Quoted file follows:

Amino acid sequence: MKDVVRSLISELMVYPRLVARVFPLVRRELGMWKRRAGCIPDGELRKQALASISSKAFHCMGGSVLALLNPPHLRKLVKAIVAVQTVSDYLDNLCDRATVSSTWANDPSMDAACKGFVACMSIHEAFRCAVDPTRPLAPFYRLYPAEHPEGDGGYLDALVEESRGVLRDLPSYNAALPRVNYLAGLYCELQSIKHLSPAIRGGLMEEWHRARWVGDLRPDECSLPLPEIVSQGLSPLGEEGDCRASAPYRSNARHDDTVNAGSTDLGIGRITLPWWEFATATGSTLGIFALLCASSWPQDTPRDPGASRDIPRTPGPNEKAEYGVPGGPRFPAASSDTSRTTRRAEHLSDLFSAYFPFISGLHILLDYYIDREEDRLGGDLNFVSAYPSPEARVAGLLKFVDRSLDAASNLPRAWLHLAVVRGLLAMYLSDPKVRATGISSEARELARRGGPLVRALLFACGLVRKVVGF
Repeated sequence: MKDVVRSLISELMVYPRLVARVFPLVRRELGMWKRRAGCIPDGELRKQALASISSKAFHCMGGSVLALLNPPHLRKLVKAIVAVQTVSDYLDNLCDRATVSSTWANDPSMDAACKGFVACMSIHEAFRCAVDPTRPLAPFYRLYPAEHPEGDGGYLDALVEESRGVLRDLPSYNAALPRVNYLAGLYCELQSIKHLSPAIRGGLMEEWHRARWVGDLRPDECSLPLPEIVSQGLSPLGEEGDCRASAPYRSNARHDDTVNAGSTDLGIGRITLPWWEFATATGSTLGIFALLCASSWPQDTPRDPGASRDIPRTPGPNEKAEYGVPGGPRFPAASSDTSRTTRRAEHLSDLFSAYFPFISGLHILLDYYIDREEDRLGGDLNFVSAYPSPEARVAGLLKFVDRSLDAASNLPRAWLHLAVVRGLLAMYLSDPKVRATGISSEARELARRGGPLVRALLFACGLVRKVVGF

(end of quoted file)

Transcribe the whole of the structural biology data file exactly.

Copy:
Amino acid sequence: MKDVVRSLISELMVYPRLVARVFPLVRRELGMWKRRAGCIPDGELRKQALASISSKAFHCMGGSVLALLNPPHLRKLVKAIVAVQTVSDYLDNLCDRATVSSTWANDPSMDAACKGFVACMSIHEAFRCAVDPTRPLAPFYRLYPAEHPEGDGGYLDALVEESRGVLRDLPSYNAALPRVNYLAGLYCELQSIKHLSPAIRGGLMEEWHRARWVGDLRPDECSLPLPEIVSQGLSPLGEEGDCRASAPYRSNARHDDTVNAGSTDLGIGRITLPWWEFATATGSTLGIFALLCASSWPQDTPRDPGASRDIPRTPGPNEKAEYGVPGGPRFPAASSDTSRTTRRAEHLSDLFSAYFPFISGLHILLDYYIDREEDRLGGDLNFVSAYPSPEARVAGLLKFVDRSLDAASNLPRAWLHLAVVRGLLAMYLSDPKVRATGISSEARELARRGGPLVRALLFACGLVRKVVGF
Repeated sequence: MKDVVRSLISELMVYPRLVARVFPLVRRELGMWKRRAGCIPDGELRKQALASISSKAFHCMGGSVLALLNPPHLRKLVKAIVAVQTVSDYLDNLCDRATVSSTWANDPSMDAACKGFVACMSIHEAFRCAVDPTRPLAPFYRLYPAEHPEGDGGYLDALVEESRGVLRDLPSYNAALPRVNYLAGLYCELQSIKHLSPAIRGGLMEEWHRARWVGDLRPDECSLPLPEIVSQGLSPLGEEGDCRASAPYRSNARHDDTVNAGSTDLGIGRITLPWWEFATATGSTLGIFALLCASSWPQDTPRDPGASRDIPRTPGPNEKAEYGVPGGPRFPAASSDTSRTTRRAEHLSDLFSAYFPFISGLHILLDYYIDREEDRLGGDLNFVSAYPSPEARVAGLLKFVDRSLDAASNLPRAWLHLAVVRGLLAMYLSDPKVRATGISSEARELARRGGPLVRALLFACGLVRKVVGF